Host: Xing Shi and Kevin Knight

    More Info: http://nlg.isi.edu/nl-seminar/

    Location: Information Science Institute (ISI) - 11th Flr Conf Rm # 1135, Marina Del Rey

    Audiences: Everyone Is Invited

    Posted By: Peter Zamar

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  • USC Stem Cell Seminar: Kim Cooper, University of California, San Diego

    Tue, Sep 20, 2016 @ 11:00 AM - 12:00 PM

    Biomedical Engineering

    Conferences, Lectures, & Seminars


    Speaker: Kim Cooper, University of California, San Diego

    Talk Title: Shaping the limb during development and evolution

    Series: Eli and Edythe Broad Center for Regenerative Medicine and Stem Cell Research at USC Distinguished Speakers Series

    Abstract: Our work leverages the unique hindlimb structure of the lesser Egyptian jerboa to understand how genotype shapes phenotype and modulates developmental malleability. The jerboa is a desert-adapted bipedal rodent with disproportionately elongated hindlimbs, particularly the feet, fused metatarsals, five fingers and three toes, and an absence of intrinsic hindfoot muscles. We take an interdisciplinary approach to understand the cell behaviors and gene expression changes associated with each derived phenotype. We are moving toward approaches that will allow us to pinpoint gene regulatory control mechanisms that causally explain the remarkable diversity of limb shapes that arose from natural selection.

    Host: Andy McMahon

    More Info: http://stemcell.usc.edu/events
    Webcast: http://keckmedia.usc.edu/stem-cell-semina

    Location: Eli & Edythe Broad CIRM Center for Regenerative Medicine & Stem Cell Resch. (BCC) - First Floor Conference Room

    WebCast Link: http://keckmedia.usc.edu/stem-cell-seminar

    Audiences: Everyone Is Invited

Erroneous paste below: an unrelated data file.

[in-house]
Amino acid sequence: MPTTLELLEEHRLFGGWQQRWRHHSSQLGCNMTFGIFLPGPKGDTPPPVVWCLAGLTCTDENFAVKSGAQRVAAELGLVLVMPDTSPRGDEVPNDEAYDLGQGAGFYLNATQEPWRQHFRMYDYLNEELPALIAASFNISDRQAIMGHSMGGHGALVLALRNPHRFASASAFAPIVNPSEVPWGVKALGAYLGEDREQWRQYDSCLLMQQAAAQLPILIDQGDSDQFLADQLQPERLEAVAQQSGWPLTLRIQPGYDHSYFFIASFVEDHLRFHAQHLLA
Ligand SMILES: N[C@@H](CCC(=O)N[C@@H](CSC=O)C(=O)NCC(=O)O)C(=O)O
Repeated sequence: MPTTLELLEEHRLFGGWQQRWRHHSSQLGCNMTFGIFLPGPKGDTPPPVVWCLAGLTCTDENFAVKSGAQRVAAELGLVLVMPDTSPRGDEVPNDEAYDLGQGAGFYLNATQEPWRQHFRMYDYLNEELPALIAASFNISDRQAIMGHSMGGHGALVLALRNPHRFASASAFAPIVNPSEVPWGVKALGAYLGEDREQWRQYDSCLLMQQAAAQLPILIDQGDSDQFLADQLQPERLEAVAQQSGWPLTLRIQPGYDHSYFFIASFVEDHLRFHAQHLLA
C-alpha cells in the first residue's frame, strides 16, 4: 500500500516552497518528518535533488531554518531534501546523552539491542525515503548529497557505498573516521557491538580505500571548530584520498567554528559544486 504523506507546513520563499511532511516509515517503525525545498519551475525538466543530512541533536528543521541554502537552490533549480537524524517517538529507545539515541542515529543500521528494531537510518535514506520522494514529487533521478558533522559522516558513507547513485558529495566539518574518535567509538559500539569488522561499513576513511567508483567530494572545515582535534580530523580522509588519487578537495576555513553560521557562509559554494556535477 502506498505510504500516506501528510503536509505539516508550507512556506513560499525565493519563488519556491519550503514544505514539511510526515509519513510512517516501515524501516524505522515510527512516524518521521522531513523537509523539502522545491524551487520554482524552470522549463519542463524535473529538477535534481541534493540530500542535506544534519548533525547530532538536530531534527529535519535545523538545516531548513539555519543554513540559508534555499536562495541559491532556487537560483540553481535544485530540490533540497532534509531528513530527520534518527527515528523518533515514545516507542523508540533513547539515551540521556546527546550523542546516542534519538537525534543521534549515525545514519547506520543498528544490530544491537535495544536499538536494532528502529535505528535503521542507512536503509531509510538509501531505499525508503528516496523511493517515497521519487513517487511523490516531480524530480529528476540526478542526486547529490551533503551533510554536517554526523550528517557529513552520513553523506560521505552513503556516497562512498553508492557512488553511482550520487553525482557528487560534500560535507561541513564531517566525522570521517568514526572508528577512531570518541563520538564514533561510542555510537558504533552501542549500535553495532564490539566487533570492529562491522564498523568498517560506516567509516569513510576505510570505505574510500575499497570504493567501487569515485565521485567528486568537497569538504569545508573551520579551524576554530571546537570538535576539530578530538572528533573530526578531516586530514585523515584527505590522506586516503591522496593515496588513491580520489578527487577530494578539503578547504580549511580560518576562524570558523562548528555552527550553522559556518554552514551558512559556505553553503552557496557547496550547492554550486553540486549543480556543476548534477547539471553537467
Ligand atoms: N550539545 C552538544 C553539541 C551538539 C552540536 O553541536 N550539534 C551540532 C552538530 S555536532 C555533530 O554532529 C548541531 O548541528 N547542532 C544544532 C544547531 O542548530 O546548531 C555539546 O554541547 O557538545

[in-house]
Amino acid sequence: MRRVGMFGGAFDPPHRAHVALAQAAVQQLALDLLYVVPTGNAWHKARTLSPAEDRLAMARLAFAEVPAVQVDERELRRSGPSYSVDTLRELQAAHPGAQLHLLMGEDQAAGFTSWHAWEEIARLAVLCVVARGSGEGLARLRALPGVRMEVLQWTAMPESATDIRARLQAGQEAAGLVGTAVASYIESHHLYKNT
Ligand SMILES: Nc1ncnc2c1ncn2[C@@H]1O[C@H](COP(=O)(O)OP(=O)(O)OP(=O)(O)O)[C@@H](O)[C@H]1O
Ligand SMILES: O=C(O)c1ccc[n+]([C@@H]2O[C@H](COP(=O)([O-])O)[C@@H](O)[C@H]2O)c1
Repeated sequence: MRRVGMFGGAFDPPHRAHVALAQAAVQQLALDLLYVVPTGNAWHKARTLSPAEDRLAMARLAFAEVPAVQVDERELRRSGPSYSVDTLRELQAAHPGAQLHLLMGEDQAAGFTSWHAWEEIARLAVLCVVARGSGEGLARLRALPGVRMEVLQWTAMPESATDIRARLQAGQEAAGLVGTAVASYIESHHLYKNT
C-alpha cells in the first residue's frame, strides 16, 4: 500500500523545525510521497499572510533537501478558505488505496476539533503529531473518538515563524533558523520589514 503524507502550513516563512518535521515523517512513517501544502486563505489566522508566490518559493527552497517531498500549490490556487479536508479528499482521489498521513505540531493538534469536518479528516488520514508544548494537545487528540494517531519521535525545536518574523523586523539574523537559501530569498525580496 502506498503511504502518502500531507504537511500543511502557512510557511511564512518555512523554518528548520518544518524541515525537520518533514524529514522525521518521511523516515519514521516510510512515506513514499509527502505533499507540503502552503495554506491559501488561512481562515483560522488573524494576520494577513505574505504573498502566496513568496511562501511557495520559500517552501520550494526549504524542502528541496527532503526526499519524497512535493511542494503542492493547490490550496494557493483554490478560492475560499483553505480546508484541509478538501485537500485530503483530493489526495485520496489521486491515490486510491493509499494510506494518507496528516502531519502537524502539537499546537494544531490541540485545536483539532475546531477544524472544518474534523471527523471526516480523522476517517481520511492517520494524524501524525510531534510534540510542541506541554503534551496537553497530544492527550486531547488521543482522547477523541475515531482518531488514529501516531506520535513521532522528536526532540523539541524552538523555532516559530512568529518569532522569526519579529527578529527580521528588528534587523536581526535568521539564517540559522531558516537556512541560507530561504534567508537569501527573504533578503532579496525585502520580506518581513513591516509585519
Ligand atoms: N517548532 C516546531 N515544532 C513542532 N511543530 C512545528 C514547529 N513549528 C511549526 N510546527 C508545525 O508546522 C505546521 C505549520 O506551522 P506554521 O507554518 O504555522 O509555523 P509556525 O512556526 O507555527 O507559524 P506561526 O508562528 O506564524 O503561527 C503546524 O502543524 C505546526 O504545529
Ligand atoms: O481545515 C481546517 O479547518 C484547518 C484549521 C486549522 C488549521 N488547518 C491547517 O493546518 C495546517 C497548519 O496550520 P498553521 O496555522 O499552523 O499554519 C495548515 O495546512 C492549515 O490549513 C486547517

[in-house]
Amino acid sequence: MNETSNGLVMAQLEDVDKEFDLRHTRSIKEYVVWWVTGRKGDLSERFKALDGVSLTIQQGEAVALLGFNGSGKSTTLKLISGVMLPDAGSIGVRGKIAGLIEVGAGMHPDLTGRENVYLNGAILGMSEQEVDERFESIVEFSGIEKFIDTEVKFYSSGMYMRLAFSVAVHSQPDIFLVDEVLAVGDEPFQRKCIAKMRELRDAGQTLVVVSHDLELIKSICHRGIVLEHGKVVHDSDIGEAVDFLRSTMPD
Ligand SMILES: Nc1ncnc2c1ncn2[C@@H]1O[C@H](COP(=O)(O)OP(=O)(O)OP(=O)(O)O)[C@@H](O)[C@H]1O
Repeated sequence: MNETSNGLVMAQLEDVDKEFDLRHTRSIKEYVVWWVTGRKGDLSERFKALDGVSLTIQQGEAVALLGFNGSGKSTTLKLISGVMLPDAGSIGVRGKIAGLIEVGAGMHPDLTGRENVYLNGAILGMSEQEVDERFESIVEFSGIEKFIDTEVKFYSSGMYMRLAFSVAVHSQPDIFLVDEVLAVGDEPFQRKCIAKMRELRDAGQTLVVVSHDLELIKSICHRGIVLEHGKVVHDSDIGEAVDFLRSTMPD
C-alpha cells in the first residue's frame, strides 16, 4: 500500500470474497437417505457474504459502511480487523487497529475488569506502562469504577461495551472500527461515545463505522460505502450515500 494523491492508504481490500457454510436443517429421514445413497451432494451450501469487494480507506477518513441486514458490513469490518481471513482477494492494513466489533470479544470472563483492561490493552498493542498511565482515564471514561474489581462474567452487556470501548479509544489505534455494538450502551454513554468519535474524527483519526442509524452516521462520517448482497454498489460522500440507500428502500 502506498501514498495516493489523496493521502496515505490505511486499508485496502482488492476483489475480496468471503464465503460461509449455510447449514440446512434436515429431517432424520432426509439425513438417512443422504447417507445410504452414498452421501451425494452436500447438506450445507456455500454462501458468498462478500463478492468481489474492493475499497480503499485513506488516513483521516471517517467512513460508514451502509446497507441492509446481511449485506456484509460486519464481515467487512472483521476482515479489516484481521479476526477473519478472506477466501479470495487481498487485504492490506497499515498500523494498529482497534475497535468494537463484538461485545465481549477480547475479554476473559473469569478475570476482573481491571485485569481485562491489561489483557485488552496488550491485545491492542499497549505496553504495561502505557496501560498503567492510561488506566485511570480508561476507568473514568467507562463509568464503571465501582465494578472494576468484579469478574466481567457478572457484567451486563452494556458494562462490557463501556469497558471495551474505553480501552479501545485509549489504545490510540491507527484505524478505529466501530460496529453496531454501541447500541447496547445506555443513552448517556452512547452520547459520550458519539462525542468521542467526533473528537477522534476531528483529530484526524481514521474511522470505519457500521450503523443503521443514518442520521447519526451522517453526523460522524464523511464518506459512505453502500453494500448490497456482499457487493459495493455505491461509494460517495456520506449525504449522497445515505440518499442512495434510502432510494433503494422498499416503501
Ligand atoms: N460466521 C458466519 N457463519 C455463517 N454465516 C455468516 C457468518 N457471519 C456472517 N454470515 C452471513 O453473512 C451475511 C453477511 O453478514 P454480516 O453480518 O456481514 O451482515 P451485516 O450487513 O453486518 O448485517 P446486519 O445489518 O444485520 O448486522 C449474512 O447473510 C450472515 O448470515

Posted By: Cristy Lytal/USC Stem Cell

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  • Epstein Institute Seminar - ISE 651

    Tue, Sep 20, 2016 @ 03:30 PM - 04:50 PM

    Daniel J. Epstein Department of Industrial and Systems Engineering

    Conferences, Lectures, & Seminars


    Speaker: Hongbo Dong, Assistant Professor - Dept. of Mathematics & Statistics - Washington State University

    Talk Title: Exploiting Quadratic and Separable Structures in Nonconvex Quadratic Programs via Lift-and-Project

    Abstract: In optimization, mixed-integer nonlinear programs MINLP are notoriously difficult to solve to global optimality. It is therefore crucial to exploit problem structures to design effective convex relaxations and/or approximation methods. Same claims hold even when all nonlinear terms are quadratic. We consider a generic sub-structure that comprises a quadratic form and separable (non-convex) constraints. We show how to derive convex relaxations for related non-convex sets in a higher-dimensional space by using conic semidefinite optimization techniques. Essentially by projecting such lifted relaxations back onto the original variable space, we discuss in two concrete scenarios where such lift-and-project techniques improve upon current relaxations, connect with techniques from other areas, and provide new insights. The first scenario concerns generating convex quadratic cutting surfaces to iteratively strengthen classical convex relaxations for mixed-integer quadratic programs. A specialized separation routine (based on coordinate minimization) is developed to avoid (fully) solving semidefinite programs. Our proposed method achieves a more balanced trade-off between strength and computational complexity than existing relaxations, and can be easily incorporated into branch-and-bound algorithms for MINLP. The second scenario concerns the well-known problem of variable selection in statistics and machine learning. We show that lift-and-project methods tightly connect with (folded) concave regularization functions called the Minimax Concave Penalty (MCP) from the statistical community. Our lifting relaxation provides a very different convex relaxation from classical ones (LASSO or l-1 norm) while providing competitive practical performance in certain scenarios


    Biography: Hongbo Dong received his Ph.D. in Applied Mathematical and Computational Sciences at the University of Iowa in 2011. After spending two years as a postdoc in a multi-disciplinary optimization group at the University of Wisconsin-Madison, he joined the math department of Washington State University as an Assistant Professor in 2013. His previous research focused on copositive programming, convex relaxations for non-convex problems. Recently he is interested in developing and analyzing novel convex and non-convex formulations for problems in statistics and machine learning. His research results have been published on several optimization and statistical journals including Mathematical Programming, SIAM Journal on Optimization and Biometrika.